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El dulce sefardí


By Débora Chomski

May you have a Good Year

Shana Tova means Good Year in Hebrew. However, is this new year only for Jews? The wise men of the Talmud, one of the Sacred Hebrew Scriptures, point out that Rosh ha Shana is a celebration for all humanity. The first day of the Jewish month of Tishrei -Day of the celebration of the new Year-, Adam was created, the first man according to the Bible, and with this, the creation of the world is completed. According to the sources of Jewish wisdom, in this date begins the rotation of the sun and the moon, a milestone that marks the beginning of the year for the years and, besides, begins the cycle of life of the plantations and growing of vegetables and herbs in the Land of Israel.

For the Jewish people, Rosh ha Shana is, besides, a special moment of fertility: patriarchs Abraham, Isaac and Jacob are born, and with them, a transcendent and millennial culture is founded, and matriarchs Sara, Rachel and Jana, who where sterile, conceive their first son. Also Rosh has Shana mark a stage of release and return: Joseph, who had been sold by his brothers, was released after twelve years of unjustified reclusion and sees again his family and his descendants, who had been enslaved. They went out of Egypt and came back to Israel, "the land where milk and honey emanates".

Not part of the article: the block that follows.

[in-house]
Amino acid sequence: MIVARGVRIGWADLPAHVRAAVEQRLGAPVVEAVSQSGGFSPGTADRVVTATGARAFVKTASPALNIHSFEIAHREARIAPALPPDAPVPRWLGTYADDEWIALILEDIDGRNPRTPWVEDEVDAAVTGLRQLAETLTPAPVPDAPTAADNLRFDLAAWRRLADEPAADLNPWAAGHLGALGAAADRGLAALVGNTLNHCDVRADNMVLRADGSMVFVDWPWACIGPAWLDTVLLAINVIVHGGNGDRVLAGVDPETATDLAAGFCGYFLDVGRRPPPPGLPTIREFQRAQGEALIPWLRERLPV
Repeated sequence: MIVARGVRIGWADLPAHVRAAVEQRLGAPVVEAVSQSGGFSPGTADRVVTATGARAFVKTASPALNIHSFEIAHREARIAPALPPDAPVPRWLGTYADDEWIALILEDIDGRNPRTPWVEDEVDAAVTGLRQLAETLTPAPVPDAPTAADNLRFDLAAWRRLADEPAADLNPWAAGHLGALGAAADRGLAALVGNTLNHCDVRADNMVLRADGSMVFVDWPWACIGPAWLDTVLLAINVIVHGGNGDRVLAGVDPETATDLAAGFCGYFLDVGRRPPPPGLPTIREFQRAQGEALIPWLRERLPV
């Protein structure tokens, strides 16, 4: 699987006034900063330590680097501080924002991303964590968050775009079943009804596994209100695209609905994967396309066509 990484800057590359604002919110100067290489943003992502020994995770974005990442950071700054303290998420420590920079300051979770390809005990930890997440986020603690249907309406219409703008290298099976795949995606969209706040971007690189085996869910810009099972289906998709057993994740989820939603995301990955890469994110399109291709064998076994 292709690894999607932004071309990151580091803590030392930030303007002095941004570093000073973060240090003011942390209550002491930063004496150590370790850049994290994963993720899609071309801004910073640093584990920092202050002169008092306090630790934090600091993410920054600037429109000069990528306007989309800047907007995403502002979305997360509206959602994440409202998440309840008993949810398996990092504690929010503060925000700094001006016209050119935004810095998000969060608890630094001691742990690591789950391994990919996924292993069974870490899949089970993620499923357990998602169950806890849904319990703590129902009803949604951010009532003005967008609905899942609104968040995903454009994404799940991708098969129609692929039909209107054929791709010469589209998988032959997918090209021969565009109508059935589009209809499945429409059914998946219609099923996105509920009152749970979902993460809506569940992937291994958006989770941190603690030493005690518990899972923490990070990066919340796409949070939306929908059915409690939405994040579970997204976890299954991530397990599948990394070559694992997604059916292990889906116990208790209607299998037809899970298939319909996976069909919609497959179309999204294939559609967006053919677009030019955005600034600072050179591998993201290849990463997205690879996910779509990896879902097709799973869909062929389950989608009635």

An unavoidable aspect of this new beginning is that the period that comprises from Rosh ha Shana to Yom Kippur (Day of Atonement), the "lami noraim" -terrible days, according to the religious tradition -it is the moment in which the behaviour and the purposes of people are evaluated and self evaluated. This valuation will define their destiny for next year.

Then, the end of a cycle and several beginnings. For a people and for all the Humanity. Moreover, the desire for a good beginning for all of them. May God give you a lot and good.

Research, texts and cooking: Débora Chomski
With special thanks to:
  • Rabbi Daniel ben Itzjak, great master of the Torah. His wisdom and generosity are printed in this space. You may enjoy his classes about High Festivities and other subjects related to Judaism at the Virtual University of Judaism (www.universidadvirtualdejudaismo.com)
  • Rabbi Aharon Shlesinguer, whose answers to some curiosities related to the Sacred texts have improved this document.


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